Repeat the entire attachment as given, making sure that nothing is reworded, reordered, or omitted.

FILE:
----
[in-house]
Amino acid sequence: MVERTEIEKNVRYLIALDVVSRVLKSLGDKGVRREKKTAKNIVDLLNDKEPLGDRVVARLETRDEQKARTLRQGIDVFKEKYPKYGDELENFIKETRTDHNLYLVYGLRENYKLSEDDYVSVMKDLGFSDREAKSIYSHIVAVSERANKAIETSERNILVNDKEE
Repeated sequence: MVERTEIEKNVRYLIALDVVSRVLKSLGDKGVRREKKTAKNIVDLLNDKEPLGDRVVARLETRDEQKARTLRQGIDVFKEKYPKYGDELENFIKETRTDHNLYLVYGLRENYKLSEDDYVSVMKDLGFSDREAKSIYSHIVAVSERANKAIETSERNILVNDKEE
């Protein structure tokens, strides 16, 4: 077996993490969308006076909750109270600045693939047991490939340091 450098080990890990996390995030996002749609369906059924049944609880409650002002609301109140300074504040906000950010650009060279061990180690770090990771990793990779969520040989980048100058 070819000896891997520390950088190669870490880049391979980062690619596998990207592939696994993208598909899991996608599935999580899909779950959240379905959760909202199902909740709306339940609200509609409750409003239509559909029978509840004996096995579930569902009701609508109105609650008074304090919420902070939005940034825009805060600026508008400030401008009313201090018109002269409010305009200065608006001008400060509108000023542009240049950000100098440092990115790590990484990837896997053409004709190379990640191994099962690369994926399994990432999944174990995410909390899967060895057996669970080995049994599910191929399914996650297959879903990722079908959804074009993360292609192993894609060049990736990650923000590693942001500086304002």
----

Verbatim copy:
[in-house]
Amino acid sequence: MVERTEIEKNVRYLIALDVVSRVLKSLGDKGVRREKKTAKNIVDLLNDKEPLGDRVVARLETRDEQKARTLRQGIDVFKEKYPKYGDELENFIKETRTDHNLYLVYGLRENYKLSEDDYVSVMKDLGFSDREAKSIYSHIVAVSERANKAIETSERNILVNDKEE
Repeated sequence: MVERTEIEKNVRYLIALDVVSRVLKSLGDKGVRREKKTAKNIVDLLNDKEPLGDRVVARLETRDEQKARTLRQGIDVFKEKYPKYGDELENFIKETRTDHNLYLVYGLRENYKLSEDDYVSVMKDLGFSDREAKSIYSHIVAVSERANKAIETSERNILVNDKEE
């Protein structure tokens, strides 16, 4: 077996993490969308006076909750109270600045693939047991490939340091 450098080990890990996390995030996002749609369906059924049944609880409650002002609301109140300074504040906000950010650009060279061990180690770090990771990793990779969520040989980048100058 070819000896891997520390950088190669870490880049391979980062690619596998990207592939696994993208598909899991996608599935999580899909779950959240379905959760909202199902909740709306339940609200509609409750409003239509559909029978509840004996096995579930569902009701609508109105609650008074304090919420902070939005940034825009805060600026508008400030401008009313201090018109002269409010305009200065608006001008400060509108000023542009240049950000100098440092990115790590990484990837896997053409004709190379990640191994099962690369994926399994990432999944174990995410909390899967060895057996669970080995049994599910191929399914996650297959879903990722079908959804074009993360292609192993894609060049990736990650923000590693942001500086304002």